Der Gottesbegriff Lockes und Berkeleys ...

Front Cover
Druck von Thomas & Hubert, 1910 - God - 88 pages
 

What people are saying - Write a review

We haven't found any reviews in the usual places.

Selected pages

Common terms and phrases

Popular passages

Page 37 - If I doubt of all other things, that very doubt makes me perceive my own existence, and will not suffer me to doubt of that.
Page 26 - However, taking the word idea in a large sense, my soul may be said to furnish me with an idea, that is, an image, or likeness of God, though indeed extremely inadequate. For all the notion I have of God, is obtained by reflecting on my own soul heightening its powers, and removing its imperfections.
Page 54 - When in broad daylight I open my eyes, it is not in my power to choose whether I shall see or no, or to determine what particular objects shall present themselves to my view...
Page 85 - ... all those bodies which compose the mighty frame of the world, have not any subsistence without a mind, that their being is to be perceived or known ; that consequently so long as they are not actually perceived by me, or do not exist in my mind or that of any other created spirit, they must either have no existence at all, or else subsist in the mind of some Eternal Spirit...
Page 51 - We perceive a continual succession of ideas; some are anew excited, others are changed or totally disappear. There is therefore some cause of these ideas, whereon they depend, and which produces and changes them.
Page 50 - That neither our thoughts, nor passions, nor ideas formed by the imagination, exist without the mind is what everybody will allow. And to me it is no less evident that the various sensations or ideas imprinted on the Sense, however blended or combined together (that is, whatever objects they compose), cannot exist otherwise than in a mind perceiving them.
Page 33 - Since therefore you have no idea of the mind of God, how can you conceive it possible that things should exist in His mind? Or, if you can conceive the mind of God, without having an idea of it, why may not I be allowed to conceive the existence of Matter, notwithstanding I have no idea of it?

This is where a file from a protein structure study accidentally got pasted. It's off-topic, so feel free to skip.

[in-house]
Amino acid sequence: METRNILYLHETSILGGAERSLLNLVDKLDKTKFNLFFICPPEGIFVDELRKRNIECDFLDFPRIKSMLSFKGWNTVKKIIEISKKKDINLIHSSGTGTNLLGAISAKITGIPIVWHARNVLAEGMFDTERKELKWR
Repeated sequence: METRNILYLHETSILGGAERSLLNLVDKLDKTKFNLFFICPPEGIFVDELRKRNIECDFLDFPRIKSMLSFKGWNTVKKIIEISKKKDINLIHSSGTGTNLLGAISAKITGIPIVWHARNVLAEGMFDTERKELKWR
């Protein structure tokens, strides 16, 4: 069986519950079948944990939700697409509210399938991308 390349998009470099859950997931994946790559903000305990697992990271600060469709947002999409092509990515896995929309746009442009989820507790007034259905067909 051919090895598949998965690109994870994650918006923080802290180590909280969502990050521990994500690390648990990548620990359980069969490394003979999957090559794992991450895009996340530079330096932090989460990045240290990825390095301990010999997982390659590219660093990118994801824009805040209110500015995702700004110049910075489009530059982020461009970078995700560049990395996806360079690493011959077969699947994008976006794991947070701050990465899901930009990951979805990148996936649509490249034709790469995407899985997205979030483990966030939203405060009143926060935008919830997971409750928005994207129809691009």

Page 51 - Some truths there are so near and obvious to the mind that a man need only open his eyes to see them. Such I take this important one to be, viz., that all the choir of heaven and furniture ' of the earth, in a word all those bodies which compose the mighty frame of the world, have not any subsistence without a mind...
Page 21 - God and separate spirits, are made up of the simple ideas we receive from reflection: vg having, from what we experiment in ourselves, got the ideas of existence and duration, of knowledge and power, of pleasure and happiness, and of several other qualities and powers, which it is better to have, than to be without; when we would frame an idea the most suitable we can to the Supreme Being, we enlarge every one of these with our idea of infinity; and so putting them together, make our complex idea...
Page 36 - God. —Though God has given us no innate ideas of himself; though he has stamped no original characters on our minds, wherein we may read his being; yet having furnished us with those faculties our minds are endowed with, he hath not left himself without witness: since we have sense, perception, and reason, and cannot want a clear proof of him, as long as we carry ourselves about us.

Bibliographic information